Access to Employer-Sponsored Health Coverage for Same-Sex Spouses: 2018 Update
Using the latest data from our annual Employer Health Benefits Survey (EHBS), we assessed access to employer sponsored health insurance (ESI) coverage for same sex spouses in 2018, as well as trends over time; ESI remains the primary way people in the U.S. receive health coverage, either directly or as a spouse or other dependent.1 We found that while access to same sex-spousal coverage through ESI is increasing, it remains significantly less common than the offer of opposite sex spousal coverage. In 2018, nearly two-thirds (63%) of employers offering health insurance to opposite sex spouses also offered coverage to same sex spouses and the share of employees with such access has increased over time so most (88%) now have access. These increases follow two Supreme Court rulings (United States v Windsor and Obergerfell v Hodges) which changed the legal landscape for same-sex couples, ultimately guaranteeing the right to marriage nationwide and paving the way for wider access to health insurance through the workplace.2 Still, neither court decision requires private employers to offer this benefit and tracking access through ESI remains important.
In 2018, nearly two-thirds (63%) of firms offering health insurance coverage to opposite-sex spouses also provided coverage to same-sex spouses, a significant increase from 43% in 2016 (see Figure 1).3 The share of firms reporting that they do not provide such coverage (6% in 2018) also declined significantly from 2016 (when it was 16%). Just under a third (31%) of firms reported they had not encountered this as a benefits issue, a finding driven by small employers (those with fewer than 200 workers), who represent the majority of employers overall (98%).4
The likelihood of employers offering both opposite sex spousal coverage and same-sex spousal coverage increases with firm size (see Figure 2). Large firms (those with 200 or more employees) were more likely to offer coverage to same-sex spouses compared to smaller firms (87% vs 62%). Almost nine in ten (87%) large firms with opposite-sex spousal coverage offered such coverage, 9% did not, and 4% reported they had not encountered this benefits issue. Among the largest firms (those with more than 1,000 workers), 93% offered coverage to same-sex couples. By contrast, just 62% of small employers (3-199 workers) offered coverage to same-sex spouses. Six (6%) percent did not and 32% said they had not encountered it.
While the majority of firms in the United States are small, the majority of covered workers are employed by large firms (200 or more workers) (see Figure 3).5 In 2018, among employees who worked at firms offering opposite-sex spousal health benefits, 88% also had access to same-sex spousal coverage, up significantly from 84% in 2016 and 2017 (see Figure 4). Six percent (6%) did not have access to this benefit, and 6% worked at firms who reported they had not encountered this benefits issue.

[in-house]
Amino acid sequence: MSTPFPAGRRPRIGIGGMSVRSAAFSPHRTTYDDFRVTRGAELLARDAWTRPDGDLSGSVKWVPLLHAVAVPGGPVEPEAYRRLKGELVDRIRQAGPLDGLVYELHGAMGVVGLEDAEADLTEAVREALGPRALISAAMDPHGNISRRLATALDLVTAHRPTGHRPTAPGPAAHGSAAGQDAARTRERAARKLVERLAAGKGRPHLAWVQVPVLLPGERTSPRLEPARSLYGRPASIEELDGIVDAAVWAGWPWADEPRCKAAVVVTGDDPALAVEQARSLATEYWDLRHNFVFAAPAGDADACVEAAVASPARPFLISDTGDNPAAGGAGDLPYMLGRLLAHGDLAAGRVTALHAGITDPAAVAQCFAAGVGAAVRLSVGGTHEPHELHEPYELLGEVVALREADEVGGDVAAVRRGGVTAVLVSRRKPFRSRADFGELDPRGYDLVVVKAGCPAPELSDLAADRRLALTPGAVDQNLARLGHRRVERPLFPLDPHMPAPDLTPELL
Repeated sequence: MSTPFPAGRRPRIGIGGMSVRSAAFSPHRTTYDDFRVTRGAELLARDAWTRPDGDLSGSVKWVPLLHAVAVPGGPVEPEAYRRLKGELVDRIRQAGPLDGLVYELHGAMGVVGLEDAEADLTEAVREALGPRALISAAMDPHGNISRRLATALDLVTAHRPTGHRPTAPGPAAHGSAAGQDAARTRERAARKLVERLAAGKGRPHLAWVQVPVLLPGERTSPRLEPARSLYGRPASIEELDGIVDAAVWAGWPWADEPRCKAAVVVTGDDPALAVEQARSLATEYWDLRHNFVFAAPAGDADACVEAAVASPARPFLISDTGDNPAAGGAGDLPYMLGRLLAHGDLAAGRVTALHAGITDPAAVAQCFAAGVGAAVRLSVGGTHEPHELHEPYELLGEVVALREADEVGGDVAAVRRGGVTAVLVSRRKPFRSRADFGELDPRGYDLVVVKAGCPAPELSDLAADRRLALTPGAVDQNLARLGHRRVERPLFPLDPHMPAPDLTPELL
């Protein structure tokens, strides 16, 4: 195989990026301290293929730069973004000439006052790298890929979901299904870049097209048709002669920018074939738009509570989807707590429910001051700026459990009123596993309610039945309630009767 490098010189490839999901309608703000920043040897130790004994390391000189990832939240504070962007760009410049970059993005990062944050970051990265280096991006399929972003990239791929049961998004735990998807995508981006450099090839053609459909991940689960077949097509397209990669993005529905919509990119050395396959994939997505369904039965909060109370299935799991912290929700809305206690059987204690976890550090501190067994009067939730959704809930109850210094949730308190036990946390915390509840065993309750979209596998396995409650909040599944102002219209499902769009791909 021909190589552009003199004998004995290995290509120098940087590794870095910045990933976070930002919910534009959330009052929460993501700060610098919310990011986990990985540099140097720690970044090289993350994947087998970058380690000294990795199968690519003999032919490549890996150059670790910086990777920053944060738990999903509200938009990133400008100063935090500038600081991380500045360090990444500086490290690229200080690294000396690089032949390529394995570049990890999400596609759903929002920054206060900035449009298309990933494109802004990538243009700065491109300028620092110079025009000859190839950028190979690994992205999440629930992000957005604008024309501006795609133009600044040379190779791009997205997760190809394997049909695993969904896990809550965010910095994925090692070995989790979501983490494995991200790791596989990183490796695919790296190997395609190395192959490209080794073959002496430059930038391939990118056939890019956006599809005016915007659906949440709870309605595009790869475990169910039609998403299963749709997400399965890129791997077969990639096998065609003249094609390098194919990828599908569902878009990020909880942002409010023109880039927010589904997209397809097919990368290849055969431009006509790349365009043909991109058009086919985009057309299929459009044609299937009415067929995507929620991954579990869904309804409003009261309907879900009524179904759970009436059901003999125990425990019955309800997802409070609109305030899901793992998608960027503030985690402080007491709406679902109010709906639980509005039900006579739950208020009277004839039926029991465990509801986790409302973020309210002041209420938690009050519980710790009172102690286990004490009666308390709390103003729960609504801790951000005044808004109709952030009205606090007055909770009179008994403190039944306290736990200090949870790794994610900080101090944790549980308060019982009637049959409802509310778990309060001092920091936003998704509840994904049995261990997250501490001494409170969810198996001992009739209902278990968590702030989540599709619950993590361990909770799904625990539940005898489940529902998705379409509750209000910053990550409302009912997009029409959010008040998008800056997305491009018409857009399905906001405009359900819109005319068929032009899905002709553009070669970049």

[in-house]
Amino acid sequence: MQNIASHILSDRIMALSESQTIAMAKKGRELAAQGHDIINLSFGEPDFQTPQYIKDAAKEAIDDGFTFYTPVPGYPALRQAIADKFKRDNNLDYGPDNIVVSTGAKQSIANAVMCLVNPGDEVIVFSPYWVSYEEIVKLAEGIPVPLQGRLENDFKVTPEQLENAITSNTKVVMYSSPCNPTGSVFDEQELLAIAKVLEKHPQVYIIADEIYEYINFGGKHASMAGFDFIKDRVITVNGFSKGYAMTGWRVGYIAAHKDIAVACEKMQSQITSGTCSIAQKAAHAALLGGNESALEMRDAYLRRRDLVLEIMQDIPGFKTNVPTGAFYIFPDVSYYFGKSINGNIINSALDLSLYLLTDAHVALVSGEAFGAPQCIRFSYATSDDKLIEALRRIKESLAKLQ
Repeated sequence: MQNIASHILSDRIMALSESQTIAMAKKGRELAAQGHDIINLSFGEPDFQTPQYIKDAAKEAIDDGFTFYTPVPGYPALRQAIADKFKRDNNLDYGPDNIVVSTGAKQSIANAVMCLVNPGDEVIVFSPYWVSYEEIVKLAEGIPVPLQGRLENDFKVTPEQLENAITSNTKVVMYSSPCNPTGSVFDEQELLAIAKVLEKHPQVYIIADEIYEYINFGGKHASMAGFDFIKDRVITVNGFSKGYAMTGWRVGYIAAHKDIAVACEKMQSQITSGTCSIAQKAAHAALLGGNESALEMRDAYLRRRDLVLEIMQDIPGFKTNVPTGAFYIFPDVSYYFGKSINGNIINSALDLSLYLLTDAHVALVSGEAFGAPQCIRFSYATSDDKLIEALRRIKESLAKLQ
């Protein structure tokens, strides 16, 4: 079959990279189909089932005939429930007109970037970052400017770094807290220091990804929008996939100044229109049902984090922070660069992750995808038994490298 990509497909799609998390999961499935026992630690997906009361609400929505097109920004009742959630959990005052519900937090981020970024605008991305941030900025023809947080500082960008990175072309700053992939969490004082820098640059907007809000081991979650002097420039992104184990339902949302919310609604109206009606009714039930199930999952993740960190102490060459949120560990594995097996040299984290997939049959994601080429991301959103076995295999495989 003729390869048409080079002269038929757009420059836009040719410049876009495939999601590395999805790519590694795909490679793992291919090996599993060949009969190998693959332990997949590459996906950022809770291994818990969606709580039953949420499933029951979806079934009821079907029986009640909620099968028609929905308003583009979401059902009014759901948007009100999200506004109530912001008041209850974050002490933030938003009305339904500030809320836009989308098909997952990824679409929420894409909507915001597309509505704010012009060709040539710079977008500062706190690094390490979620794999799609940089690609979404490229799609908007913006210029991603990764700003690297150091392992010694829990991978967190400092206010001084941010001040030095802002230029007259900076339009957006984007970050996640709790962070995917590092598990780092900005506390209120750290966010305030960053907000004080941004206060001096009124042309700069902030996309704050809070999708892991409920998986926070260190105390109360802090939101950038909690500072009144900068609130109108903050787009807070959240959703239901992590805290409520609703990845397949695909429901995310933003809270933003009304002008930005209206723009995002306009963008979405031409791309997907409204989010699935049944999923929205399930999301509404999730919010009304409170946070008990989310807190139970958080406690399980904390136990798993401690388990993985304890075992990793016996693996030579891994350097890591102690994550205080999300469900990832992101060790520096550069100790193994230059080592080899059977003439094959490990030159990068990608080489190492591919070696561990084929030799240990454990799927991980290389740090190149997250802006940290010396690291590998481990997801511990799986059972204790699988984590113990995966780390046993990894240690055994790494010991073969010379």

As with firms offering, the share of employees with access to same-sex spousal coverage increases with firm size (see Figure 5). Most covered workers (95%) at large firms (those with 200 or more employees) who have access to opposite-sex spousal coverage also have access to same-sex spousal coverage. Just 5% did not, and 1% worked at firms that reported they had not encountered the issue. Among workers at the largest firms (1,000+ workers), nearly all (97%) had access to same-sex spousal coverage.
Workers at small firms offering opposite-sex spousal coverage were less likely to have access to health insurance benefits for same-sex spouses, though a majority did (72%). Nine percent (9%) did not have access to this benefit and another 19% worked at firms that report they have not encountered this issue.
Domestic Partner Benefits
Prior to the Supreme Court decisions guaranteeing the right to marriage for same-sex couples, domestic partnership benefits provided an important way for same-sex couples to gain access to coverage. Some have raised questions about whether federal and state recognition of same-sex marriage would diminish domestic-partnership benefits but, as was the case in 2016 and 2017, we found no statistical difference between the share of large firms offering same-sex domestic partner health coverage in 2018 compared to 2012, among large firms offering health benefits.6 Further, almost all (96%) large firms offering same-sex domestic partner health benefits also offer same-sex spousal benefits; 66% of large firms offering same-sex spousal coverage offer same-sex domestic partner coverage. Additional data on domestic partner benefits can be found in the full EHBS survey.7
These findings indicate that access to employer coverage for same-sex spouses is increasing in the U.S., though it still is significantly less than access to opposite sex spousal coverage.. Coverage varies significantly by employer size, with employees at small firms being less likely to have access to same-sex spousal coverage and the largest employers almost uniformly offering this benefit. In some cases, lack of access to this benefit could be a policy decision though that appears to be declining, with smaller shares of firms saying they do not provide same sex spousal coverage Going forward, it will be important to monitor access to same-sex spousal coverage in the workplace over time and against changes in the legal landscape.
The annual survey was conducted between January and July of 2018 and included 2,160 randomly selected, non-federal public and private firms with three or more employees. In 2018, the response rate among firms which offer health benefits was 32%. For fuller methods see The Kaiser Family Foundation 2018 Annual Employer Health Benefits Survey available at: www.kff.org/ehbs.